"About Miss Werner..." I began, but he interrupted before I could finish forming my question.
"Don't let her fool you, Allen," he said and I wondered if it was a warning. "She seems an odd duck, but she's got a better head for business than even her father had."
He leaned over and put a hand to his mouth, as if confiding something in me, "Last year, after Shiya Corporation went under, their sales went up tenfold and now she's opening up fourteen new firms and six new factories across the world!"
"What does her company do exactly?" I asked.
A confused look crossed Linden's face, "Well surely you know Kinetech? Edison's practically built on Kinetech tiles."
I looked down at the ground. Beneath layers of pavement and earth were hundreds, perhaps thousands, of octagonal tiles in widely varying sizes. They had remained stationary for several years, but would shift and reorganize the entire city every so often. Their true purpose was to optimize space in the city, but sometimes it seemed that they only succeeded in frustrating the inhabitants.
"She owns Kinetech?" I asked, amazed.
"Well, not technically, no," Linden admitted. "Her father, Silas Werner, left Kinetech to Leon, but the son didn't want any part in it. So essentially, his name's on the letterhead, but anyone who knows them knows that it's Harriet in the big chair. Supposedly, Leon's relationship with his father was...strained. Harriet and Silas always got along a lot better, in my opinion."
"But what's her interest in me?" I asked, hoping that Paul Linden could shed some light on the subject.
"I have no idea, I was hoping you could answer that, really," Linden said, shrugging his shoulders. He didn't seem like other members of the wealthy elite that I happened to see around. Despite his somewhat icy introductions, Linden seemed to be the type who warmed up quickly to anyone. His open, unassuming expression and his slight weakness for gossip only added to his charms.
"Well, whatever Miss Werner's intentions are, I can't really pass up an opportunity like this, Mr. Linden," I said. "I accept your offer."
Paul Linden nodded, a satisfied smile on his face. He handed me a thin stack of papers, stapled together.
"Well then, it's settled. This is all the paperwork you'll need to fill out for the Commuting Workers' Center. The benefit is a week from today and," he handed me another set of papers, "this is everything you will need to know about the benefit. What to bring, how to get there, and what to do once you're there."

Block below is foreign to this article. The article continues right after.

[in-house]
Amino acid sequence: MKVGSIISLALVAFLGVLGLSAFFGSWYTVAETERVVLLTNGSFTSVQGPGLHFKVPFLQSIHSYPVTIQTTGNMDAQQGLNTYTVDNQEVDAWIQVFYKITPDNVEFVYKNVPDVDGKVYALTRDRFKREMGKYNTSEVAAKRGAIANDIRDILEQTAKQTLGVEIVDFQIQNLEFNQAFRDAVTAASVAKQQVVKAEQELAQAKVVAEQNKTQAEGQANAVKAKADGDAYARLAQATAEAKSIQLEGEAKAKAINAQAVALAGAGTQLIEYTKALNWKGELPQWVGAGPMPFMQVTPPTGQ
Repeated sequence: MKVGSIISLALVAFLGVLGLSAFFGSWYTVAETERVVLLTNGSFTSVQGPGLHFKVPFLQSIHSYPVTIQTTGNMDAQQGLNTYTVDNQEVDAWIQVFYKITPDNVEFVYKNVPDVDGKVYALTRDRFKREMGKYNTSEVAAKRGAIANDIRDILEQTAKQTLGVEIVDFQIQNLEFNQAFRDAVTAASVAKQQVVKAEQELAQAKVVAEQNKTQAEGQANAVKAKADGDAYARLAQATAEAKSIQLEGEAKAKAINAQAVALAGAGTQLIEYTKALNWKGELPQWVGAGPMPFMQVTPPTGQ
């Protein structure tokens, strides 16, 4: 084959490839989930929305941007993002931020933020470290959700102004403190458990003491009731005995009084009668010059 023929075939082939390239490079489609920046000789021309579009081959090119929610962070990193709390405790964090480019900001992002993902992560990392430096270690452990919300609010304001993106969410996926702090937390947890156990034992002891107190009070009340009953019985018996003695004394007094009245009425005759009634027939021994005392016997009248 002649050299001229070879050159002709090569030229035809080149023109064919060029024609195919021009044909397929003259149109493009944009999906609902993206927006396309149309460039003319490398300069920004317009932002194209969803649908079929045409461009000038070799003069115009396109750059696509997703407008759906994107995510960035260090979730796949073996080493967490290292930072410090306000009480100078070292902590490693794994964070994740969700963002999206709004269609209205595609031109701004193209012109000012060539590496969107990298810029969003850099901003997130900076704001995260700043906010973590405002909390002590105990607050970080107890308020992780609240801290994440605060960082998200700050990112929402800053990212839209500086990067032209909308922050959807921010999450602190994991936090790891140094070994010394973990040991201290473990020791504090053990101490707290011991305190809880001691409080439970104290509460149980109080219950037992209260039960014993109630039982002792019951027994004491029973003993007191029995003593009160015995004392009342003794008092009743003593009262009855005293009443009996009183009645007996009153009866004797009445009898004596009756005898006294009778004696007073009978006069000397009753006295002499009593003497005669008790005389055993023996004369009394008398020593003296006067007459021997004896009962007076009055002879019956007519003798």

Paul held out his hand and I shook it, almost not believing that this gig had been practically dropped into my lap.
"I look forward to seeing you next week," he said and then looked at the drawing in my sketchbook, "Miss Werner was right as always." Linden leaned over picked up the sketchbook, "Incredible. And so quickly, too. I sat and watched you the entire time you drew." He began to flip through the pages, "You certainly have a gift, Allen."
I shrugged and, despite myself said "Not really. Just a lot of practice."
"Are you formally trained?" Linden asked, looking up at me.
"No, my uncle taught me."
"Ah," he replied, shaking his head, "I hardly think that the professors up at the university could do a better job. Say..." he paused, shuffling one foot for a second, "do you think I could have this? The drawing I mean."
He held up the drawing of the country club to show me which one he meant, but then he turned it around again and stared at it, his eyes roving over the page. He seemed fascinated by it.
"Sure," I answered, "It's yours."
He looked up, "Really? You're sure?"
"Yeah, go ahead."
He fished around in his pocket, "Let me just get my wallet here....How much do y-"
I took the sketchbook, carefully tore the page from it, and handed the drawing to him, "Don't worry about it, Mr. Linden." I told him, "You can have it."
He smiled openly. "Thanks a lot, Allen," he said, shaking my hand again, "I'll take good care of it. See you next week."
I smiled back at him; his hand was still shaking mine. "Next week. Thanks again, Mr. Linden."
He let my hand drop. "You're welcome. I know you won't disappoint!" he turned to leave, "Goodbye!"
I waved as he walked away. But as soon as Paul Linden had disappeared down the path, I dropped the papers on the bench and wrestled the pointy shoes off my feet.